Shutting people out of your life after they’ve hurt you or someone you love isn’t specific to INFJs, but it happens often enough that we’ve given it a name: The INFJ Door Slam. I like the definition given in an article by Jenn Granneman titled “How INFJs Deal with Conflict: 10 Confessions” (which is no longer available online).
“It means you’ve hurt me so much, I’m no longer investing any of my (limited) supply of energy in you. It means I’ve come to resent you. If you value me, don’t let it get to this point. It’s really hard to go back.”
An INFJ door slam may or may not involve actually cutting a person out of your life. Depending on the circumstances, a door slam can range from ignoring someone completely, to limiting contact to the bare minimum, to acting almost normal. In some cases the person who’s been door slammed can’t help but notice, while in others they don’t realize anything has changed (though something definitely has, at least in the INFJ’s mind).
Trust and Forgiveness
INFJs are typically tolerant, understanding, and patient. We hold ourselves to a strict code, but we don’t expect most people to adhere to that code and we’re understanding of individual choices and personality differences. The closer you get to an INFJ, though, the more we expect from you. In our close relationships, we expect a certain level of trust, commitment, and commonality (which is something every type is looking for, to be honest).
It takes INFJs a long time to open up, and once we let someone in we’ll do just about anything to keep that relationship. But we can only take so much. Too much disappointment, especially a breach of trust, is going to result in the “door slam.”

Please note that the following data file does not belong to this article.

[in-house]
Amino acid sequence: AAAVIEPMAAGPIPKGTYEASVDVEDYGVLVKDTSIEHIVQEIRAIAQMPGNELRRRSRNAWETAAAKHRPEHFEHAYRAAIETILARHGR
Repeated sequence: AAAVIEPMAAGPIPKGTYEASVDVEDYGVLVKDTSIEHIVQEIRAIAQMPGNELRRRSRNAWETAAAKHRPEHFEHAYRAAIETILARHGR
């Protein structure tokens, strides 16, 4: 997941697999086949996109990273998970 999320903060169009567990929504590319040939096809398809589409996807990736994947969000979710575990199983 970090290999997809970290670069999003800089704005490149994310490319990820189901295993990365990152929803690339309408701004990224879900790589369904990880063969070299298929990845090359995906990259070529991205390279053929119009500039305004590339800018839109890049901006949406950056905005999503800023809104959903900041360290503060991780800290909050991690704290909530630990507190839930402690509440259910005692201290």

A door slam rarely happens to casual acquaintances. There’s no point in “door slamming” someone who has never been close to you. Door slams happen when we’ve poured energy into a relationship and just can’t keep doing that. If the relationship turns into a one-way energy drain that’s hurting us emotionally, then we’ll reach a point where we cut off contact. Usually there’s a build-up to this in the INFJ’s mind, but it may not be apparent to the other person until the INFJ starts distancing themselves from the relationship.
Perspectives on the Door Slam
If you’re an INFJ on the giving side of a “door slam,” make sure you’re not shutting people you care about out of your life simply because you hate conflict. Sometimes slamming the door on a relationship is good for you, sometimes it’s not. Knowing the difference is a key to healthy relationships.
Wondering how to tell if it’s time for a door slam? Click here to read “How Do You Know When To ‘Door Slam’ Someone?”
If you’re on the receiving end of an INFJ door slam, know that it’s a symptom of much larger problems in the relationship. Rebuilding the relationship after an INFJ has cut you off is possible, but it’s not going to be easy. It will require lots of honest communication over a period of weeks, months, and perhaps even years depending on what happened. You’ll also need to be prepared to give the INFJ space. Trying to intrude on them right after they door slammed you will only make them want to add locks to the door.
What are your experiences with an INFJ door slam?
*Featured image credit: Free-Photos via Pixabay
If you’d like to know more about the INFJ personality type, check out my book The INFJ Handbook. I just updated it with a ton of new information and resources. You can purchase it in ebook or paperback by clicking this link.